An indoor only cat is almost certainly very close at hand. Look in, behind and under any place the cat may be hiding, starting right from the exit point — in dense plantings, under a porch, house crawl space, storm drains. (A cat can crawl through an incredibly small slot when it needs to.) And don’t neglect to look up, even if the cat has been declawed.
When an outdoor-access cat disappears
When an outdoor-access cat disappears, it means that something has happened to the cat. That is because cats are territorial and do not just run away from home. They find themselves trapped, they get driven away from their territory, they become ill or injured and creep away to a quiet dark place. Thoroughly search the surrounding property and go door-to-door asking neighbors for permission to look on their property. Most people will gladly cooperate. Look around and try to imagine what could have happened to account for the disappearance. Have any neighbors recently moved, gone on vacation, or is their construction? If you have recently moved, check your old neighborhood and talk with people there and post flyers. When an owner moves their cat to a new home, lets the cat outside, it often leaves in order to find its way back to its old, established territory.
Search at Dawn and Dusk
Many cats will venture out of hiding between 1-5 AM because they feel safer in the dark. Sit quietly in your yard and call your cat softly. Jingle its favorite toy or shake a box of dry cat food, open a can of food. Softly call the cat while looking. Remember the cat may not respond — it’s terrified of everything, including you — but it may give a very faint reply. Use a flashlight to search all the areas you explored earlier.
Contact All Area Shelters
While a shelter will not pick-up a cat it is possible that someone will turn your cat in. However, please keep in mind that this could take weeks or months because someone is not likely to help a cat until it appears lost (skinny, dirty) which can take quite a while.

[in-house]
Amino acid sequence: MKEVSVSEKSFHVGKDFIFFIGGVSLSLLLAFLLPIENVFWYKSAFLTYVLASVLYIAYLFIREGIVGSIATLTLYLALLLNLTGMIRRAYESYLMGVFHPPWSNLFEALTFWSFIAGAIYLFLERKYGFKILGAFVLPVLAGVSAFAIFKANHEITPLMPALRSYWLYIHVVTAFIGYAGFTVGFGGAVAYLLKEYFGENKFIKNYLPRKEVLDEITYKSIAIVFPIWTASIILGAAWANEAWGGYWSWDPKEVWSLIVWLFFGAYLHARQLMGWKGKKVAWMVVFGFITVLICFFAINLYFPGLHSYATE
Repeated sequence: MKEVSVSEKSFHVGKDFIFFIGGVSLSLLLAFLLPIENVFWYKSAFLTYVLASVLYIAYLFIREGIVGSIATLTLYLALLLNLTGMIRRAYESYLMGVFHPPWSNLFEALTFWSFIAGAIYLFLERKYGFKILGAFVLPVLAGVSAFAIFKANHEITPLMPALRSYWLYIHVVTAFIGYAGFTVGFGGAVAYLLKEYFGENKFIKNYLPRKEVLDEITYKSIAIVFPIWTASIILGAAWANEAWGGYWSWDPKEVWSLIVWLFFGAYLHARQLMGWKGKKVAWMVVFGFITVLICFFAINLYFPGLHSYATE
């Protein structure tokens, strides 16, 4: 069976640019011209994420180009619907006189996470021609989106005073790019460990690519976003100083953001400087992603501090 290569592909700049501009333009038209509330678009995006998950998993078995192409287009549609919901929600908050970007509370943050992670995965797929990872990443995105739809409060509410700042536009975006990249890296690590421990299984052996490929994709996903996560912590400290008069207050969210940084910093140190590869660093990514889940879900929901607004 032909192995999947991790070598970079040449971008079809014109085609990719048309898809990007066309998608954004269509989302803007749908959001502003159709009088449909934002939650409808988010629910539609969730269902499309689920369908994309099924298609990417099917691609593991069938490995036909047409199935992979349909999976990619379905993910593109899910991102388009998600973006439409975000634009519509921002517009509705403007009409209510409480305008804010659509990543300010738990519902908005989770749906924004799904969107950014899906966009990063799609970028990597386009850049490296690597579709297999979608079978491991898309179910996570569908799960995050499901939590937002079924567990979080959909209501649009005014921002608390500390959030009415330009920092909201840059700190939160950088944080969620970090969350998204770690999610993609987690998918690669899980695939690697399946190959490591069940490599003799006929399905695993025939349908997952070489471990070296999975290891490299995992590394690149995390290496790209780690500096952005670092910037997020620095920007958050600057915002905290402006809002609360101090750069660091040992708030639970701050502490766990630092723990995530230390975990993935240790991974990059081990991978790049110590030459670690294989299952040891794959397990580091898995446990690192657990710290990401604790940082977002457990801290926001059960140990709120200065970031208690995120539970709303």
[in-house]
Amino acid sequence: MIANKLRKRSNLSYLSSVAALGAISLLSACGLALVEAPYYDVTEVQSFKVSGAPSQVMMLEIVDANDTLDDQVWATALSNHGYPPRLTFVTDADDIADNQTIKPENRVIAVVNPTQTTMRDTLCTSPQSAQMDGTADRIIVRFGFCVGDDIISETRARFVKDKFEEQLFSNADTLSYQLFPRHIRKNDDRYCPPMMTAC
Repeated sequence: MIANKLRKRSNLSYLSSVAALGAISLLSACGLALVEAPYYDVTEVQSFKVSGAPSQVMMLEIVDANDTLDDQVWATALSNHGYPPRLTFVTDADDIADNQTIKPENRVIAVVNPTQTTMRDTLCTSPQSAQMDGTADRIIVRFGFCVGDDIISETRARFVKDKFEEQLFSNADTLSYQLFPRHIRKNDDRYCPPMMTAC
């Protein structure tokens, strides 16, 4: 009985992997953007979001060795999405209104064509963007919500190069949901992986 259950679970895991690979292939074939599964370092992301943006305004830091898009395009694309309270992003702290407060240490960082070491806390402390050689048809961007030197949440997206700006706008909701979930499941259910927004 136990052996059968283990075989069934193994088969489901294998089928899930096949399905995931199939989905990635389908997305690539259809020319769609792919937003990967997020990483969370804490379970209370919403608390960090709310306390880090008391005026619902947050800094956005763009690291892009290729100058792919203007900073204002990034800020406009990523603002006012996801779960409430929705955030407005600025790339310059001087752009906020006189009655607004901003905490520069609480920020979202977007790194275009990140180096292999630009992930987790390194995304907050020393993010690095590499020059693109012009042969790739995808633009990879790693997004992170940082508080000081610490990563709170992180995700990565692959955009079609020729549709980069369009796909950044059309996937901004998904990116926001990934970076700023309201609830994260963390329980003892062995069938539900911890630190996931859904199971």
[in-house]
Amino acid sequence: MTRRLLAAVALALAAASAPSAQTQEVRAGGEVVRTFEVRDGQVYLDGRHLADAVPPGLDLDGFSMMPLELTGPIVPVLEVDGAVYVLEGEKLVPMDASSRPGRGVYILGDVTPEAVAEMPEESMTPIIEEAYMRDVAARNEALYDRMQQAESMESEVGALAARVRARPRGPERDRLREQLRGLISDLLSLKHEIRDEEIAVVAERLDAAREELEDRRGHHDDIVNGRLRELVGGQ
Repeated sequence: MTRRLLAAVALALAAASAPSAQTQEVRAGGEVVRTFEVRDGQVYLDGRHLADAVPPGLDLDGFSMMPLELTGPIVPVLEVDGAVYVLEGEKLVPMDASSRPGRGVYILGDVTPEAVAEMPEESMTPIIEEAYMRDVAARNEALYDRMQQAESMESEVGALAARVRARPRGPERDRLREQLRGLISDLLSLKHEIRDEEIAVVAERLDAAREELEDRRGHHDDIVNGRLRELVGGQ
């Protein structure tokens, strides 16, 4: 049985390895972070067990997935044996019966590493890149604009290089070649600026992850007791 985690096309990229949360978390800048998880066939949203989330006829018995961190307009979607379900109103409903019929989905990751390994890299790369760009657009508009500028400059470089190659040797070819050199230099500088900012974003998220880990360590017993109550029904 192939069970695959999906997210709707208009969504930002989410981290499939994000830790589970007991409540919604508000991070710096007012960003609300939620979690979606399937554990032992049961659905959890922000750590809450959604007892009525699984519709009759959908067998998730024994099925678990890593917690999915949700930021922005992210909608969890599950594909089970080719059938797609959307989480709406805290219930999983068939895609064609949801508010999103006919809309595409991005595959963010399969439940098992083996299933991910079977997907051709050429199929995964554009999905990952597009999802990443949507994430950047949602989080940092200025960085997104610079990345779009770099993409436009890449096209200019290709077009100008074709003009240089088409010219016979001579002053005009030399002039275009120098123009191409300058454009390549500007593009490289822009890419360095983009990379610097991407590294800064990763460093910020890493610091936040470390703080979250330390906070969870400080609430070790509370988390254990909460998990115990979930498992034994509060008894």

Ask the children in your neighborhood to help find the cat — they network well and know the “hiding places” in your neighborhood better than the adults do. Question others, such as dog walkers, joggers, postal carriers and ask them to keep an eye out for your cat
Post “Lost Cat” flyers in your neighborhood, pet supply stores, veterinary clinics. Place an ad in the paper. Add a lost cat post on this website. If you’re on social media be sure to post there too. Offer a reward if possible. Caution: leave out one of your cats identifying characteristics so you can verify the honesty of any person claiming to have found your cat.
Set a Humane Trap
There are many reasons why your cat may be close to home, but too afraid to make himself known. This is especially true of indoor only cats. Setting a humane trap may do the trick! This trap is a wire cage with a trip mechanism that closes a door when the cat enters the trap to get food. Once shut, the cat cannot get loose. Its important to monitor these traps regularly (e.g., every or hour or so). Do not leave them open overnight or throughout the day. A scared cat can injure himself in a trap if left unattended for too long. Traps are available at most animal shelters, some vet offices, as well as pet stores and hardware stores. You may also trap other critters (e.g., another cat, raccoons, opossums etc). Don’t worry. Just open the trap up and let it scurry away.
Don’t Give Up.
Many pets are found weeks or months after they disappear. Keep looking in those same old spots, calling and listening. Try new spots, enlarge your search-area. Your pet has to be somewhere, so don’t give up too soon.
These tips were excerpted from this post http://www.spcanova.org/lost/lostcats.php
The tips on spcanova.org include putting food, water, bedding and litter box outside. Please take into consideration what other animals this may attract. Some areas regularly have visits from squirrels, raccoons, opossum and other small wildlife. Other areas also have coyote and other larger animals, from whom you want to exercise caution in the everyday care of your cats and other domestic animals.